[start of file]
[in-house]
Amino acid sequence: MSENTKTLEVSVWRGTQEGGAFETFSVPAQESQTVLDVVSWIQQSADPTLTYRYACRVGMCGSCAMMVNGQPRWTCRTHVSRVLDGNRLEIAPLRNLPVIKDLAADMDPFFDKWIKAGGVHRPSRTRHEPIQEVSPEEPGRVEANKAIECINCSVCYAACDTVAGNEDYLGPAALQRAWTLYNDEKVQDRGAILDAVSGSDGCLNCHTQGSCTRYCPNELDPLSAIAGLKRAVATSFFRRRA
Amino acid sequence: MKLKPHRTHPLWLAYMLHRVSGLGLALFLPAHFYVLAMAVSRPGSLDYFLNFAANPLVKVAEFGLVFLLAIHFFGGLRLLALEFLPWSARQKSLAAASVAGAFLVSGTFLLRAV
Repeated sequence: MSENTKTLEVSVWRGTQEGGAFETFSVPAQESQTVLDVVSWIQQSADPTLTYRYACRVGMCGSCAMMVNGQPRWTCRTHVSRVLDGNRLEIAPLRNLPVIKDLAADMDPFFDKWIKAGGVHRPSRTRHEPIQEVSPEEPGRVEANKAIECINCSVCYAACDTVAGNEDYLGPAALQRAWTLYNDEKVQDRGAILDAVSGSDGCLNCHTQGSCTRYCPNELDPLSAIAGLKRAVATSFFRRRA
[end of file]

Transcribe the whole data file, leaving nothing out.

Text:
[in-house]
Amino acid sequence: MSENTKTLEVSVWRGTQEGGAFETFSVPAQESQTVLDVVSWIQQSADPTLTYRYACRVGMCGSCAMMVNGQPRWTCRTHVSRVLDGNRLEIAPLRNLPVIKDLAADMDPFFDKWIKAGGVHRPSRTRHEPIQEVSPEEPGRVEANKAIECINCSVCYAACDTVAGNEDYLGPAALQRAWTLYNDEKVQDRGAILDAVSGSDGCLNCHTQGSCTRYCPNELDPLSAIAGLKRAVATSFFRRRA
Amino acid sequence: MKLKPHRTHPLWLAYMLHRVSGLGLALFLPAHFYVLAMAVSRPGSLDYFLNFAANPLVKVAEFGLVFLLAIHFFGGLRLLALEFLPWSARQKSLAAASVAGAFLVSGTFLLRAV
Repeated sequence: MSENTKTLEVSVWRGTQEGGAFETFSVPAQESQTVLDVVSWIQQSADPTLTYRYACRVGMCGSCAMMVNGQPRWTCRTHVSRVLDGNRLEIAPLRNLPVIKDLAADMDPFFDKWIKAGGVHRPSRTRHEPIQEVSPEEPGRVEANKAIECINCSVCYAACDTVAGNEDYLGPAALQRAWTLYNDEKVQDRGAILDAVSGSDGCLNCHTQGSCTRYCPNELDPLSAIAGLKRAVATSFFRRRA